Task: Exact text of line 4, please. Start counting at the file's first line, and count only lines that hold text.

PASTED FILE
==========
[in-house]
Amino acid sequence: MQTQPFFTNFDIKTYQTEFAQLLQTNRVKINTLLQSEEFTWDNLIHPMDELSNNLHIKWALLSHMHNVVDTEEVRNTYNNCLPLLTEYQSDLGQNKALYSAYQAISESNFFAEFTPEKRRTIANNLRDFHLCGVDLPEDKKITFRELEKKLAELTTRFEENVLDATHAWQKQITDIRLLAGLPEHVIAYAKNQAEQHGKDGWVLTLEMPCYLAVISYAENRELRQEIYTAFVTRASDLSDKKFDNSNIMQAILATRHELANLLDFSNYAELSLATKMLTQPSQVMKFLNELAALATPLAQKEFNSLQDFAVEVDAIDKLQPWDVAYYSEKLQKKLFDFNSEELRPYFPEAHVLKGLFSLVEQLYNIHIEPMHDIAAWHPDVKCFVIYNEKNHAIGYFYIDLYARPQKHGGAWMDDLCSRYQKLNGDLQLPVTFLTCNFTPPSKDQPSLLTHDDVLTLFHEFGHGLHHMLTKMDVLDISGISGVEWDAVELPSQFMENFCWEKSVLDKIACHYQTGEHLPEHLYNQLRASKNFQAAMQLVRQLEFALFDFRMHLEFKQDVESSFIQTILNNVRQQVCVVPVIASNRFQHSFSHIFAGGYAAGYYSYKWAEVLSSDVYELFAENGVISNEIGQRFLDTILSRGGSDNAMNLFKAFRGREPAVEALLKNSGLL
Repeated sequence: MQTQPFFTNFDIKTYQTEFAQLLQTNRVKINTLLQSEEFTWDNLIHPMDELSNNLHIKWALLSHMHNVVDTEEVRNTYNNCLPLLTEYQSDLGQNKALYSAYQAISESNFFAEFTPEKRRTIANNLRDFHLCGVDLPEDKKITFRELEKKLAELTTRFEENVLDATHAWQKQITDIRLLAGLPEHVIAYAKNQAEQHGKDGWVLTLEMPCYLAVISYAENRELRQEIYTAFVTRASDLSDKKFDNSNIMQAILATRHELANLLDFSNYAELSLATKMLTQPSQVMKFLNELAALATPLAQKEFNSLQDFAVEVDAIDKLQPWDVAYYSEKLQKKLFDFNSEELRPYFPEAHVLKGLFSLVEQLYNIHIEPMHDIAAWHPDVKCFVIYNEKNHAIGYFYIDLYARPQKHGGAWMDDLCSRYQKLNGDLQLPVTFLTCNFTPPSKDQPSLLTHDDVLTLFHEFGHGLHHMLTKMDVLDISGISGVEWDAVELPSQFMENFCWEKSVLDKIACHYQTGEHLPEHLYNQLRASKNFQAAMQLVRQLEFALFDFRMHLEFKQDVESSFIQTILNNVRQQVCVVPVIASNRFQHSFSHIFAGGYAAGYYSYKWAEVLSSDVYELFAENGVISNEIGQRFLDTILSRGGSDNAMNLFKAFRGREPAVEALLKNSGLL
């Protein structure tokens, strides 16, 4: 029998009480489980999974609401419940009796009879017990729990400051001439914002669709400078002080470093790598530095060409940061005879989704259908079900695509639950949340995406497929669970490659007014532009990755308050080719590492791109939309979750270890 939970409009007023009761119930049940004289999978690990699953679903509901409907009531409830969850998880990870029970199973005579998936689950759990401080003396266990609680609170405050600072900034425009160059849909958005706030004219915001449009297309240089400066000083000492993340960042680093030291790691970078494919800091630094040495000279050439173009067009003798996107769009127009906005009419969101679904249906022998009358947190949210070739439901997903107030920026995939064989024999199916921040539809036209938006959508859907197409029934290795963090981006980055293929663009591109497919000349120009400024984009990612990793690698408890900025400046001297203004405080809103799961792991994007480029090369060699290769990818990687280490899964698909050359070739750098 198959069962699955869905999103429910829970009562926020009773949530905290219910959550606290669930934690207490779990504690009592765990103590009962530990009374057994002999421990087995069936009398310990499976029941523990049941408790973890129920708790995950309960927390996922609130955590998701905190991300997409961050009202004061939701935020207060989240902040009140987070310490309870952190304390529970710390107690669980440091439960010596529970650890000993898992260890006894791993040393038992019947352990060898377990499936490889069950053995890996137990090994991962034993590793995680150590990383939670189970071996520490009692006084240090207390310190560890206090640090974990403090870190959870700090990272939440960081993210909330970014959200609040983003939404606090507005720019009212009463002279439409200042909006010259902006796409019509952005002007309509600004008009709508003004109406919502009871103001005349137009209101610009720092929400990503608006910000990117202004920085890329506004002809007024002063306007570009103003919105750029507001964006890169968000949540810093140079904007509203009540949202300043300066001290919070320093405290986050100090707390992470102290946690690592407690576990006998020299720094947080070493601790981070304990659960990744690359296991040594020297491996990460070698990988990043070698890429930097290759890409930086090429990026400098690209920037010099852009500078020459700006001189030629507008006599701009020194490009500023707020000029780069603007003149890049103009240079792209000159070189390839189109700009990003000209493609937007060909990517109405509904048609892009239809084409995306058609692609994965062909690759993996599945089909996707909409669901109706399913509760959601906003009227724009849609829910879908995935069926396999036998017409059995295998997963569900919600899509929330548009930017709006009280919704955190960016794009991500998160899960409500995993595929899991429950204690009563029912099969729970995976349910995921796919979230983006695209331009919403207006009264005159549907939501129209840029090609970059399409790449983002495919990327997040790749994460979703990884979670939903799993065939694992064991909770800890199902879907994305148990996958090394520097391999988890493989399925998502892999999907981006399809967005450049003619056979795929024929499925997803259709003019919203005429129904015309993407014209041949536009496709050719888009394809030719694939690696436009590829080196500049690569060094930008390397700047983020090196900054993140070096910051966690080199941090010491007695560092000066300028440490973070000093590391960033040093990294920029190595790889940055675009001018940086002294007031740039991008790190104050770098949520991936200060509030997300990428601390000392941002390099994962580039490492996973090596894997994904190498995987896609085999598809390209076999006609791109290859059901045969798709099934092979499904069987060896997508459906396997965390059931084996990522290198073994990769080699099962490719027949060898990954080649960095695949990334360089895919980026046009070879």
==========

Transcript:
């Protein structure tokens, strides 16, 4: 029998009480489980999974609401419940009796009879017990729990400051001439914002669709400078002080470093790598530095060409940061005879989704259908079900695509639950949340995406497929669970490659007014532009990755308050080719590492791109939309979750270890 939970409009007023009761119930049940004289999978690990699953679903509901409907009531409830969850998880990870029970199973005579998936689950759990401080003396266990609680609170405050600072900034425009160059849909958005706030004219915001449009297309240089400066000083000492993340960042680093030291790691970078494919800091630094040495000279050439173009067009003798996107769009127009906005009419969101679904249906022998009358947190949210070739439901997903107030920026995939064989024999199916921040539809036209938006959508859907197409029934290795963090981006980055293929663009591109497919000349120009400024984009990612990793690698408890900025400046001297203004405080809103799961792991994007480029090369060699290769990818990687280490899964698909050359070739750098 198959069962699955869905999103429910829970009562926020009773949530905290219910959550606290669930934690207490779990504690009592765990103590009962530990009374057994002999421990087995069936009398310990499976029941523990049941408790973890129920708790995950309960927390996922609130955590998701905190991300997409961050009202004061939701935020207060989240902040009140987070310490309870952190304390529970710390107690669980440091439960010596529970650890000993898992260890006894791993040393038992019947352990060898377990499936490889069950053995890996137990090994991962034993590793995680150590990383939670189970071996520490009692006084240090207390310190560890206090640090974990403090870190959870700090990272939440960081993210909330970014959200609040983003939404606090507005720019009212009463002279439409200042909006010259902006796409019509952005002007309509600004008009709508003004109406919502009871103001005349137009209101610009720092929400990503608006910000990117202004920085890329506004002809007024002063306007570009103003919105750029507001964006890169968000949540810093140079904007509203009540949202300043300066001290919070320093405290986050100090707390992470102290946690690592407690576990006998020299720094947080070493601790981070304990659960990744690359296991040594020297491996990460070698990988990043070698890429930097290759890409930086090429990026400098690209920037010099852009500078020459700006001189030629507008006599701009020194490009500023707020000029780069603007003149890049103009240079792209000159070189390839189109700009990003000209493609937007060909990517109405509904048609892009239809084409995306058609692609994965062909690759993996599945089909996707909409669901109706399913509760959601906003009227724009849609829910879908995935069926396999036998017409059995295998997963569900919600899509929330548009930017709006009280919704955190960016794009991500998160899960409500995993595929899991429950204690009563029912099969729970995976349910995921796919979230983006695209331009919403207006009264005159549907939501129209840029090609970059399409790449983002495919990327997040790749994460979703990884979670939903799993065939694992064991909770800890199902879907994305148990996958090394520097391999988890493989399925998502892999999907981006399809967005450049003619056979795929024929499925997803259709003019919203005429129904015309993407014209041949536009496709050719888009394809030719694939690696436009590829080196500049690569060094930008390397700047983020090196900054993140070096910051966690080199941090010491007695560092000066300028440490973070000093590391960033040093990294920029190595790889940055675009001018940086002294007031740039991008790190104050770098949520991936200060509030997300990428601390000392941002390099994962580039490492996973090596894997994904190498995987896609085999598809390209076999006609791109290859059901045969798709099934092979499904069987060896997508459906396997965390059931084996990522290198073994990769080699099962490719027949060898990954080649960095695949990334360089895919980026046009070879």